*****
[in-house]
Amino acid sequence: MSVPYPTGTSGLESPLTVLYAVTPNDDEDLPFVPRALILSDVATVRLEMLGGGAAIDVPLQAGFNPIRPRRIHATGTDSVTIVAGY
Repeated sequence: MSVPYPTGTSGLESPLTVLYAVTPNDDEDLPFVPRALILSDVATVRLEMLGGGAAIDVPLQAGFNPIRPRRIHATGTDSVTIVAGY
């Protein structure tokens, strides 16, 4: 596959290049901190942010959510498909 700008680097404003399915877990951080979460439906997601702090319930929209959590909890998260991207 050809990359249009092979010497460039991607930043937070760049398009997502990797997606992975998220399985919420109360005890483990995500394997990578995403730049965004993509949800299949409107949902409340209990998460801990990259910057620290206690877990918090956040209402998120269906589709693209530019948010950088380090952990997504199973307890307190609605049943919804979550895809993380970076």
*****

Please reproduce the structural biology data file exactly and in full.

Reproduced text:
[in-house]
Amino acid sequence: MSVPYPTGTSGLESPLTVLYAVTPNDDEDLPFVPRALILSDVATVRLEMLGGGAAIDVPLQAGFNPIRPRRIHATGTDSVTIVAGY
Repeated sequence: MSVPYPTGTSGLESPLTVLYAVTPNDDEDLPFVPRALILSDVATVRLEMLGGGAAIDVPLQAGFNPIRPRRIHATGTDSVTIVAGY
């Protein structure tokens, strides 16, 4: 596959290049901190942010959510498909 700008680097404003399915877990951080979460439906997601702090319930929209959590909890998260991207 050809990359249009092979010497460039991607930043937070760049398009997502990797997606992975998220399985919420109360005890483990995500394997990578995403730049965004993509949800299949409107949902409340209990998460801990990259910057620290206690877990918090956040209402998120269906589709693209530019948010950088380090952990997504199973307890307190609605049943919804979550895809993380970076």